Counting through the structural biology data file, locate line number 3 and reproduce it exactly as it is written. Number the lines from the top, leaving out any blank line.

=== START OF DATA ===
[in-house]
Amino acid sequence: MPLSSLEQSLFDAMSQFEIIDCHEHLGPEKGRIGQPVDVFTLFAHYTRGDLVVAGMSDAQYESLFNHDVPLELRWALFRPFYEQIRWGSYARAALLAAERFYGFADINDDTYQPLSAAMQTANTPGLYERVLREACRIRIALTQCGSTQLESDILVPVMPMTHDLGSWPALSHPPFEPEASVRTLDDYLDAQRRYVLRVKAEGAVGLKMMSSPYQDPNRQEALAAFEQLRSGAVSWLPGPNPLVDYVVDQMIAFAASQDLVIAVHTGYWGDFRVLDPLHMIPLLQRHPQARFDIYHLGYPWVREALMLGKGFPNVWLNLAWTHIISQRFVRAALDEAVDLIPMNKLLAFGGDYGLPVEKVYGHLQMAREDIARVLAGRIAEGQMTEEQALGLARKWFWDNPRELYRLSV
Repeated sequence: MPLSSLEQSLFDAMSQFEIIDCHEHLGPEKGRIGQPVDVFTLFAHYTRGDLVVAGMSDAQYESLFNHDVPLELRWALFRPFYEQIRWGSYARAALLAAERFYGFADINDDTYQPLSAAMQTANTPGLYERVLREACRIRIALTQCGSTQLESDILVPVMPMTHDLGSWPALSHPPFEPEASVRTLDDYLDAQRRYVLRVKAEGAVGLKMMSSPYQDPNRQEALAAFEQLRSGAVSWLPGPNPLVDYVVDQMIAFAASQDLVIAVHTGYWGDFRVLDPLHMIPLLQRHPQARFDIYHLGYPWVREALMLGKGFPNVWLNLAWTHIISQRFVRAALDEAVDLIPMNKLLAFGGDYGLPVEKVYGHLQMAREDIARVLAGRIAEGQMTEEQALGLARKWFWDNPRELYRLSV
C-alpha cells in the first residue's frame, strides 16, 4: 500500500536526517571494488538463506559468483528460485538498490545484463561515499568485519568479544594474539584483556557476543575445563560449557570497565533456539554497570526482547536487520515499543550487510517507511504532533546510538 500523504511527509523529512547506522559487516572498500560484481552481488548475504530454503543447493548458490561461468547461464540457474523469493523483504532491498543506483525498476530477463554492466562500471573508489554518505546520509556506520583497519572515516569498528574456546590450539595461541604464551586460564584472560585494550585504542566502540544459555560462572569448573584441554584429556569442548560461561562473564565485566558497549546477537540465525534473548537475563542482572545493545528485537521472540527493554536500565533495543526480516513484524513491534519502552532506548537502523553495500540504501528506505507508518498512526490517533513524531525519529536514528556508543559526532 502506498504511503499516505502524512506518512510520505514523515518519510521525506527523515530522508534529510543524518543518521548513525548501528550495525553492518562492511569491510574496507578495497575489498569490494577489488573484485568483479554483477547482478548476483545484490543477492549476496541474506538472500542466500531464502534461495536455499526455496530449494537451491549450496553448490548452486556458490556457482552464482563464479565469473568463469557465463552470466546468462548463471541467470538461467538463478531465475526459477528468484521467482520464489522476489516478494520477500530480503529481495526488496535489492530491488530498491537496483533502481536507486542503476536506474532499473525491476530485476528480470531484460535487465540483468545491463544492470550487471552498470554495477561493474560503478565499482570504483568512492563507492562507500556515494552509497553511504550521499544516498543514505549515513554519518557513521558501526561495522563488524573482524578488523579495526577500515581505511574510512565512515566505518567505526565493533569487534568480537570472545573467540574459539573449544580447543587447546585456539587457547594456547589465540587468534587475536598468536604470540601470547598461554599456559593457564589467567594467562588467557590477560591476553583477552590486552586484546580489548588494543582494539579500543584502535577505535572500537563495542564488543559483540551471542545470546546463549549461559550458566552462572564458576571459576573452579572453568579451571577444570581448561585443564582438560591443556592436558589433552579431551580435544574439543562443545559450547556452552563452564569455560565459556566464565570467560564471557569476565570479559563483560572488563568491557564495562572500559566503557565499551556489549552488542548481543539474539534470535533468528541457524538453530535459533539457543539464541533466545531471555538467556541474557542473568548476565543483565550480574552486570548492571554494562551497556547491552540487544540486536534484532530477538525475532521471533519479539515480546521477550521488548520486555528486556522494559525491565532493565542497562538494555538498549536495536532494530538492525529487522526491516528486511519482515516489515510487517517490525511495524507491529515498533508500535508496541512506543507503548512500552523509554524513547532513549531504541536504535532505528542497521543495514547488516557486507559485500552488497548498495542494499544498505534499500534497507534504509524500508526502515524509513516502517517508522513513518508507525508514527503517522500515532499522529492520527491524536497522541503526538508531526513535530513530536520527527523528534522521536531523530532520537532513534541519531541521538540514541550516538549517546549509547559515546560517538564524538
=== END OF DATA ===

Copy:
Repeated sequence: MPLSSLEQSLFDAMSQFEIIDCHEHLGPEKGRIGQPVDVFTLFAHYTRGDLVVAGMSDAQYESLFNHDVPLELRWALFRPFYEQIRWGSYARAALLAAERFYGFADINDDTYQPLSAAMQTANTPGLYERVLREACRIRIALTQCGSTQLESDILVPVMPMTHDLGSWPALSHPPFEPEASVRTLDDYLDAQRRYVLRVKAEGAVGLKMMSSPYQDPNRQEALAAFEQLRSGAVSWLPGPNPLVDYVVDQMIAFAASQDLVIAVHTGYWGDFRVLDPLHMIPLLQRHPQARFDIYHLGYPWVREALMLGKGFPNVWLNLAWTHIISQRFVRAALDEAVDLIPMNKLLAFGGDYGLPVEKVYGHLQMAREDIARVLAGRIAEGQMTEEQALGLARKWFWDNPRELYRLSV